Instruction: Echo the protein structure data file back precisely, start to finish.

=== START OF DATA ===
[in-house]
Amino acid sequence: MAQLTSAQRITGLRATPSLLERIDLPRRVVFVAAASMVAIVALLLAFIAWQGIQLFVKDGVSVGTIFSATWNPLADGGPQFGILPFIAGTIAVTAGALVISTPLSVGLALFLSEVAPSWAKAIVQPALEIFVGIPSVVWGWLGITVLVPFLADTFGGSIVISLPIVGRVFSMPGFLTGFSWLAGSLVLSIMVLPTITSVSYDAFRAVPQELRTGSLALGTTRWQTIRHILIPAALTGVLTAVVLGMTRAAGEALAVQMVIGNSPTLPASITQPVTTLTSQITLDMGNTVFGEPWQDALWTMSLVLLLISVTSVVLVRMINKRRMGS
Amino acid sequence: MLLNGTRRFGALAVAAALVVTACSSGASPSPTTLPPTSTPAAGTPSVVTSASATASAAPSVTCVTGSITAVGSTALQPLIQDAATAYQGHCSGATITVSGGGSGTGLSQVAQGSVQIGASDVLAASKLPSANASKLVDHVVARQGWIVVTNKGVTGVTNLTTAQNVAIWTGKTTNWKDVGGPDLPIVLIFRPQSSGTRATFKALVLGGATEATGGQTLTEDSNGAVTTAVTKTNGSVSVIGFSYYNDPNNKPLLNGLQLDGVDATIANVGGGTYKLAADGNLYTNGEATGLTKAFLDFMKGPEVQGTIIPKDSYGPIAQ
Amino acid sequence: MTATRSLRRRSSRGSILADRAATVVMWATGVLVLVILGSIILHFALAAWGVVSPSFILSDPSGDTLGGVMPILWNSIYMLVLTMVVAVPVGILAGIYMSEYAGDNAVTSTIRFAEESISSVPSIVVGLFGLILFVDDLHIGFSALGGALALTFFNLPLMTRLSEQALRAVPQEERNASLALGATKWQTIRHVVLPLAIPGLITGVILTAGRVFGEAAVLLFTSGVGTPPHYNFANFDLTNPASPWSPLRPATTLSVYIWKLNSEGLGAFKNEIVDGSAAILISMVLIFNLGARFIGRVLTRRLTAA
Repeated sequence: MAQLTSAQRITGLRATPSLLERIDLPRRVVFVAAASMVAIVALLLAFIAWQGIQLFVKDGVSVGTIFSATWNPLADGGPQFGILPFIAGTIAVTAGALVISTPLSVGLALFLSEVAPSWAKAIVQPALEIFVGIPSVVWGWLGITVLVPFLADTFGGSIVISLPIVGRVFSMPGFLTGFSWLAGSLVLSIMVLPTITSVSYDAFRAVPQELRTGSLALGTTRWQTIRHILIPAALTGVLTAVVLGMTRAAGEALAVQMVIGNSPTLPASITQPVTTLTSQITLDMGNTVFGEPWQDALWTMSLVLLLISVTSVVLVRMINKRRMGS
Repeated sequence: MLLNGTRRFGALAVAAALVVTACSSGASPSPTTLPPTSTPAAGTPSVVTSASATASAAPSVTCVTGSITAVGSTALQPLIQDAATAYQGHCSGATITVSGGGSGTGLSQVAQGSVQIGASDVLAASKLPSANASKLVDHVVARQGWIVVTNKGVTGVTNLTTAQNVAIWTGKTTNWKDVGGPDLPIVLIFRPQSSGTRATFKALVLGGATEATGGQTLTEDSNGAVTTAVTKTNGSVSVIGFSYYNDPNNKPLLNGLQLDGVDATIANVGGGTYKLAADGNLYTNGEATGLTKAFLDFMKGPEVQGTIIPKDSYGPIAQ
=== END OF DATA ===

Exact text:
[in-house]
Amino acid sequence: MAQLTSAQRITGLRATPSLLERIDLPRRVVFVAAASMVAIVALLLAFIAWQGIQLFVKDGVSVGTIFSATWNPLADGGPQFGILPFIAGTIAVTAGALVISTPLSVGLALFLSEVAPSWAKAIVQPALEIFVGIPSVVWGWLGITVLVPFLADTFGGSIVISLPIVGRVFSMPGFLTGFSWLAGSLVLSIMVLPTITSVSYDAFRAVPQELRTGSLALGTTRWQTIRHILIPAALTGVLTAVVLGMTRAAGEALAVQMVIGNSPTLPASITQPVTTLTSQITLDMGNTVFGEPWQDALWTMSLVLLLISVTSVVLVRMINKRRMGS
Amino acid sequence: MLLNGTRRFGALAVAAALVVTACSSGASPSPTTLPPTSTPAAGTPSVVTSASATASAAPSVTCVTGSITAVGSTALQPLIQDAATAYQGHCSGATITVSGGGSGTGLSQVAQGSVQIGASDVLAASKLPSANASKLVDHVVARQGWIVVTNKGVTGVTNLTTAQNVAIWTGKTTNWKDVGGPDLPIVLIFRPQSSGTRATFKALVLGGATEATGGQTLTEDSNGAVTTAVTKTNGSVSVIGFSYYNDPNNKPLLNGLQLDGVDATIANVGGGTYKLAADGNLYTNGEATGLTKAFLDFMKGPEVQGTIIPKDSYGPIAQ
Amino acid sequence: MTATRSLRRRSSRGSILADRAATVVMWATGVLVLVILGSIILHFALAAWGVVSPSFILSDPSGDTLGGVMPILWNSIYMLVLTMVVAVPVGILAGIYMSEYAGDNAVTSTIRFAEESISSVPSIVVGLFGLILFVDDLHIGFSALGGALALTFFNLPLMTRLSEQALRAVPQEERNASLALGATKWQTIRHVVLPLAIPGLITGVILTAGRVFGEAAVLLFTSGVGTPPHYNFANFDLTNPASPWSPLRPATTLSVYIWKLNSEGLGAFKNEIVDGSAAILISMVLIFNLGARFIGRVLTRRLTAA
Repeated sequence: MAQLTSAQRITGLRATPSLLERIDLPRRVVFVAAASMVAIVALLLAFIAWQGIQLFVKDGVSVGTIFSATWNPLADGGPQFGILPFIAGTIAVTAGALVISTPLSVGLALFLSEVAPSWAKAIVQPALEIFVGIPSVVWGWLGITVLVPFLADTFGGSIVISLPIVGRVFSMPGFLTGFSWLAGSLVLSIMVLPTITSVSYDAFRAVPQELRTGSLALGTTRWQTIRHILIPAALTGVLTAVVLGMTRAAGEALAVQMVIGNSPTLPASITQPVTTLTSQITLDMGNTVFGEPWQDALWTMSLVLLLISVTSVVLVRMINKRRMGS
Repeated sequence: MLLNGTRRFGALAVAAALVVTACSSGASPSPTTLPPTSTPAAGTPSVVTSASATASAAPSVTCVTGSITAVGSTALQPLIQDAATAYQGHCSGATITVSGGGSGTGLSQVAQGSVQIGASDVLAASKLPSANASKLVDHVVARQGWIVVTNKGVTGVTNLTTAQNVAIWTGKTTNWKDVGGPDLPIVLIFRPQSSGTRATFKALVLGGATEATGGQTLTEDSNGAVTTAVTKTNGSVSVIGFSYYNDPNNKPLLNGLQLDGVDATIANVGGGTYKLAADGNLYTNGEATGLTKAFLDFMKGPEVQGTIIPKDSYGPIAQ